Carnival of Nuclear Energy 113

1. Idaho Samizdat – TEPCO’s managers didn’t want to use salt water to cool the reactors at Fukushima because they had the ludicrous objective of thinking the units could be saved. Jaczko spiked the NRC’s plan to review the Yucca Mountain license application because of loyalty to his political sponsor, U.S. Sen. Harry Reid, who cares more about the livelihood of gambling casinos in Nevada than the nation’s energy security.

2. Paul Bowersox, ANS Nuclear Cafe, has “Low level radiation and LNT examined at Chicago ANS meeting”

George Stanford (nuclear physicist, retired) reports the findings of radiation scientists at two ANS Annual Meeting panels concerning low-level radiation and the paradigm of “Linear No Threshold.”

General conclusion? Basing policy and regulation on Linear No Threshold has no empirical justification, and moreover has turned out to be a very costly blunder.

3. YesVermontYankee – Vermont Yankee supporters, like many nuclear supporters, tend to not believe in global warming. Meanwhile, global warming activists such as William McKibben, founder of, don’t mention nuclear power as part of a potential solution. Meredith Angwin analyzes the great divide about carbon dioxide. How much of the divide is rhetoric, how much is real, and what should we do about it?

4. Margaret Harding at 4factor consulting has the second in a two part study of why Rosatom might be asking for NRC certification of the VVER reactor. Why the U.S. should or should not support such a move.

5. Atomic Power Review’s Carnival submission: Westinghouse – Vitkovice deal, plus Russian (former Soviet) steam generator design

At Atomic Power Review, Will Davis gives details on a recent cooperative arrangement between Westinghouse and Vitkovice, which latter will fabricate parts for Westinghouse if the new Temelin plants are awarded to it. Links offering brief description of previous hardware for nuclear plants made by Vitkovice are offered, and since the steam generators shown look nothing like Western ones, Davis offers a brief history and description of Soviet/Russian horizontal type steam generators.

6. Atomic Insights contribution: Deconstructing Coal Industry Misinformation Campaign

The coal industry is spending big on ads that criticize the EPA for tightening regulations that will improve coal cleanliness and while also claiming that clean coal is a main priorities.

Brian Sockstader does a good job deconstructing these ads. Even though he expresses strong concern about climate change he nonetheless ignores nuclear energy while promoting natural gas and unreliable energy sources that cannot replace reliable coal power.

7. Canadian Energy Issues looks at the Return on research and Development investment during a lethal heat wave

In the recent heat wave, Ontario nuclear plants produced power at a 96 percent capacity factor. That translated into 1.8 billion kilowatt-hours of rock-steady cooling power to fight the heat, and yet another clutch performance from public assets that were developed and built decades ago with public money. Steve Aplin argues that Ontario’s nuclear fleet is the result of perhaps the most successful R&D program in Canadian industrial history.”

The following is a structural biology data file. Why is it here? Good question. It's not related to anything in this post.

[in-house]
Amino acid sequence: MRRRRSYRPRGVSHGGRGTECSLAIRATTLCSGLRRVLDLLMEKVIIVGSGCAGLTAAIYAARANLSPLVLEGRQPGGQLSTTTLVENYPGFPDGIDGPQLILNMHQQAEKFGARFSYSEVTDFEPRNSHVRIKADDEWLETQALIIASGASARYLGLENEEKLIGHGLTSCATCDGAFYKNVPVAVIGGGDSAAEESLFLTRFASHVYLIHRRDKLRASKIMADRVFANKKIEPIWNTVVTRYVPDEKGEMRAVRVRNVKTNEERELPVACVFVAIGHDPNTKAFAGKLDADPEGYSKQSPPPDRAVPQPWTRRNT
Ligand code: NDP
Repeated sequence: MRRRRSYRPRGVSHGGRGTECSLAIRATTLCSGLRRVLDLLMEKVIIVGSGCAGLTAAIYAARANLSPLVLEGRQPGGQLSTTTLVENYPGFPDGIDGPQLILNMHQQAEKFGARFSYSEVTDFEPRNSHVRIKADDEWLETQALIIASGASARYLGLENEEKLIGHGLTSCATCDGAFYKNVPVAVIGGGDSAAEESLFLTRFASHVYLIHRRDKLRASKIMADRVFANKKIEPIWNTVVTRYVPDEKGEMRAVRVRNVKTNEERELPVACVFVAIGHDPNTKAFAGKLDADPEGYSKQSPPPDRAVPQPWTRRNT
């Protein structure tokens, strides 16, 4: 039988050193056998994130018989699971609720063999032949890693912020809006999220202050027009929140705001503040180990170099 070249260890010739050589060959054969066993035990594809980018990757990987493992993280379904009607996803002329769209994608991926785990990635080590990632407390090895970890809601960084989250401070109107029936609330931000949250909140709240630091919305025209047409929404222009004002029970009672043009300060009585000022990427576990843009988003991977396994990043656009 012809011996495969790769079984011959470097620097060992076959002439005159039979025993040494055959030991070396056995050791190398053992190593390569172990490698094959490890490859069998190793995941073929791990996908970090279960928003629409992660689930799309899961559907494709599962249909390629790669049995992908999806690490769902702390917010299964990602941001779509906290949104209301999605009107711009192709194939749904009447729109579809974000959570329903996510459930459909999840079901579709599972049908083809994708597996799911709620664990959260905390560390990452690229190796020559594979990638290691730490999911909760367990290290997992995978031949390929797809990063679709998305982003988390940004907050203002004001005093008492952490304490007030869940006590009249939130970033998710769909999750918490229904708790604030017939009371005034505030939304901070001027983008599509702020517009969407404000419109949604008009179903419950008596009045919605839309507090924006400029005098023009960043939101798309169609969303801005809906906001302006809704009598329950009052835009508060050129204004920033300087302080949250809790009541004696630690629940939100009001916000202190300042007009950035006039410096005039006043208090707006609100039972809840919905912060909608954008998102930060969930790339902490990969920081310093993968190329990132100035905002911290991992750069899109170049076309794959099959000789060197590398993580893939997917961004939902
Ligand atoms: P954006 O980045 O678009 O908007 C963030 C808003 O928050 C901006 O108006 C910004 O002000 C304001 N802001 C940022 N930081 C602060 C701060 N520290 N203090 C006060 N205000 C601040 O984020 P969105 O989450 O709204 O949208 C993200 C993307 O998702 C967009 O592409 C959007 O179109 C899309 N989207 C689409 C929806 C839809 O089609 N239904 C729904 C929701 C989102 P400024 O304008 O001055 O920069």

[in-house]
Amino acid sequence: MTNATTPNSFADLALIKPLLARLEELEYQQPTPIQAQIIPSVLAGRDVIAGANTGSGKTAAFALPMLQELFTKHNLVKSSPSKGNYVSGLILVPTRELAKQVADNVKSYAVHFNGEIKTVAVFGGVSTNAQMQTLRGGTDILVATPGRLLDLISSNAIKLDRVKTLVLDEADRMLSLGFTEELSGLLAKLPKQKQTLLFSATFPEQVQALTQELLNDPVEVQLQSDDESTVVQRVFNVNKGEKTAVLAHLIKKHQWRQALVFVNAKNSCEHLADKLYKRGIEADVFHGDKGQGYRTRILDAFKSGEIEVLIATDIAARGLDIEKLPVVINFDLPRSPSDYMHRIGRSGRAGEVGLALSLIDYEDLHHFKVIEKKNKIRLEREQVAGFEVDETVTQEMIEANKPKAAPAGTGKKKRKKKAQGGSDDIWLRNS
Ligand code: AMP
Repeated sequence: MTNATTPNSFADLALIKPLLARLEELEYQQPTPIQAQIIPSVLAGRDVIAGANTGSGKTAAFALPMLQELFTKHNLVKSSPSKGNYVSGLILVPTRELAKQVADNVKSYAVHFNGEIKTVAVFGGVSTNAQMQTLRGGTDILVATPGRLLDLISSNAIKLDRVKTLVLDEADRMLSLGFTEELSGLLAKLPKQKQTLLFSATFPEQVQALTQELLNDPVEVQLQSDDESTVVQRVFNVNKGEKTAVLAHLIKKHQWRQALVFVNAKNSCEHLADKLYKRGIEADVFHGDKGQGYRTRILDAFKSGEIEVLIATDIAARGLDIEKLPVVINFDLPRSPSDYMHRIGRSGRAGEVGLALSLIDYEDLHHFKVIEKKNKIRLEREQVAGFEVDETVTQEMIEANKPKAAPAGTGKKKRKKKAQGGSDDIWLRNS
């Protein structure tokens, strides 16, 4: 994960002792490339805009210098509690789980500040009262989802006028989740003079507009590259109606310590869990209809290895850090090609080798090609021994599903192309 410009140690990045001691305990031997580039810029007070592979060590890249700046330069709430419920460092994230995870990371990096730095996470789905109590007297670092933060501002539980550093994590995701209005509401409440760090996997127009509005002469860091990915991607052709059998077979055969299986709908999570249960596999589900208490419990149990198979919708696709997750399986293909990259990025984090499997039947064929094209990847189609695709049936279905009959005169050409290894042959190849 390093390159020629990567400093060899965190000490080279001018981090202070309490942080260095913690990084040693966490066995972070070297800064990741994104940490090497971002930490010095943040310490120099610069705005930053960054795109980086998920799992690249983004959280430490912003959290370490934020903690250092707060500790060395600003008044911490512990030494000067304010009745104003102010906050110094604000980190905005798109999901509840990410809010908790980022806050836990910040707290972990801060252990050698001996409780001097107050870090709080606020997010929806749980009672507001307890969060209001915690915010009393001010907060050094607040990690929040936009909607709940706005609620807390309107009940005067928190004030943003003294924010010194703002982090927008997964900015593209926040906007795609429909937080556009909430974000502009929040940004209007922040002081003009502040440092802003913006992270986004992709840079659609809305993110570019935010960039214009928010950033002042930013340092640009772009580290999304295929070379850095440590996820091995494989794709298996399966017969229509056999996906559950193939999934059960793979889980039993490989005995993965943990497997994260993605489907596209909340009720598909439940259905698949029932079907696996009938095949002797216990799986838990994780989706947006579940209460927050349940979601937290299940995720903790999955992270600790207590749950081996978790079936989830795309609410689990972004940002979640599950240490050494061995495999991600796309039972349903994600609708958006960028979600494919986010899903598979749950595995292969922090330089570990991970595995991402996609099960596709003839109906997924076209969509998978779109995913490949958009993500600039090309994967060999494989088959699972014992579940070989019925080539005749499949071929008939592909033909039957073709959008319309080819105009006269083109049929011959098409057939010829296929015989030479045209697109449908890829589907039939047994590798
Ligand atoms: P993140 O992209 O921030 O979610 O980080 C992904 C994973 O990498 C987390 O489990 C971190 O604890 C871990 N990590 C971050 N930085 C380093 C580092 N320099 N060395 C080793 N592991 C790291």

8. Fukushima Update blog – Hiroshima Syndrome –

Financial Times Prefers Fiction Over Fact

The blog demonstrates yet another appeal to nuclear rumor in deference to the facts. The blogger calls Japan’s humble admission of cultural factors making the Fukushima accident possible “the ultimate copout”. Who knows the Japanese better than the Japanese themselves? The blog is an agenda-driven mindset that prioritizes the continuation of fiction as fact. (July 11)

9. Fukushima Update Blog – Hiroshima Syndrome

No earthquake damage at F. Daiichi unit #1

Tokyo Electric Company (Tepco) remains at odds with the NAIIC concerning whether or not the 3/11/11 earthquake caused the blackout of unit #1. This blog totally agrees with Tepco. NAIIC places their faith in one off-shore wave gauge, combined with wild speculation that the emergency diesels failed before the wave hit. The unfounded NAIIC assumption taints their otherwise fine report. (July 9)

10. Nextbigfuture – Japan’s top utility Tokyo Electric Power Co aims to gradually restart the nuclear reactors at the Kashiwazaki-Kariwa nuclear plant starting from April 2013, to curb fossil fuel costs.

Following are the company’s goals for restarting the seven reactors at the 8,212 megawatt plant, the world’s biggest nuclear complex by output. But it remains unclear if the reactors would restart as scheduled, as the firm needs to have the local governments’ backing before restarting any of them.

         Plant name  No.      MW  Restart schedule
  Kashiwazaki-Kariwa    1   1,100        April 2013
  Kashiwazaki-Kariwa    2   1,100         Sept 2015
  Kashiwazaki-Kariwa    3   1,100         July 2014
  Kashiwazaki-Kariwa    4   1,100          Feb 2015
  Kashiwazaki-Kariwa    5   1,100          Oct 2013
  Kashiwazaki-Kariwa    6   1,356          Dec 2013
  Kashiwazaki-Kariwa    7   1,356          May 2013

11. l At Nuke Power Talk, Gail Marcus comments on the confirmation of Allison Macfarlane as a Commissioner of the NRC, and her appointment as its new Chairman. She expressed the hope that everyone can put the past behind them and give the new Commission a chance to function as it should, and that Macfarlane will rise to the many challenges facing the Commission. If you liked this article, please give it a quick review on ycombinator or StumbleUpon. Thanks